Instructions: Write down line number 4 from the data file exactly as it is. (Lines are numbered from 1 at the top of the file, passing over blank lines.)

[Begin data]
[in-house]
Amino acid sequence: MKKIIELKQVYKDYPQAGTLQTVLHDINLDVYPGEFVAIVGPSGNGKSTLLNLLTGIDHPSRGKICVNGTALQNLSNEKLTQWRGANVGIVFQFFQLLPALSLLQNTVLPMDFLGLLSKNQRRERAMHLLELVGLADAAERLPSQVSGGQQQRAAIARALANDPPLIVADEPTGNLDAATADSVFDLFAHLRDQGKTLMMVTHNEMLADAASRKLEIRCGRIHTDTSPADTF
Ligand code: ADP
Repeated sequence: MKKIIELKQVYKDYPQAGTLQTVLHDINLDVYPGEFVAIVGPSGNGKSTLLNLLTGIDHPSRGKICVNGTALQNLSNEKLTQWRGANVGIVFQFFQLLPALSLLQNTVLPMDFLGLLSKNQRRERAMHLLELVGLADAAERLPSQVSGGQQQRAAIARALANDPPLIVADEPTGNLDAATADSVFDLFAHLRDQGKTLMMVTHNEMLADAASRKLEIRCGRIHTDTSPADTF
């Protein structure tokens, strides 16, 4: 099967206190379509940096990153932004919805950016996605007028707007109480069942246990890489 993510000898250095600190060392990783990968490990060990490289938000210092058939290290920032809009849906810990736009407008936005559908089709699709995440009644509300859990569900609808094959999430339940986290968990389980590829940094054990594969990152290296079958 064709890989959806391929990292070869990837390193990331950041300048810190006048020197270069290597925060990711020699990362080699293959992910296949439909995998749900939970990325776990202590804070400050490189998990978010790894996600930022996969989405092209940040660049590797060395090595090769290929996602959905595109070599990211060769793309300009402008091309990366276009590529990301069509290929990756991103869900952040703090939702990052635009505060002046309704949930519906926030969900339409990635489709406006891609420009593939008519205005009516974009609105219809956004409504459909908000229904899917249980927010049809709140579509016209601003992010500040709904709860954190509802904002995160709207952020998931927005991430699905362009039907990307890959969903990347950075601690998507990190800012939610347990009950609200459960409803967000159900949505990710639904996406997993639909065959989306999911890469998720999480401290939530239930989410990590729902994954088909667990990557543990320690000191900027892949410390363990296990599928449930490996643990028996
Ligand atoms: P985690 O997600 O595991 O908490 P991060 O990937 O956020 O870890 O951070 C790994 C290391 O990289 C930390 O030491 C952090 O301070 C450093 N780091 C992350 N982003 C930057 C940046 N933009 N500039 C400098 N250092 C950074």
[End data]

Repeated sequence: MKKIIELKQVYKDYPQAGTLQTVLHDINLDVYPGEFVAIVGPSGNGKSTLLNLLTGIDHPSRGKICVNGTALQNLSNEKLTQWRGANVGIVFQFFQLLPALSLLQNTVLPMDFLGLLSKNQRRERAMHLLELVGLADAAERLPSQVSGGQQQRAAIARALANDPPLIVADEPTGNLDAATADSVFDLFAHLRDQGKTLMMVTHNEMLADAASRKLEIRCGRIHTDTSPADTF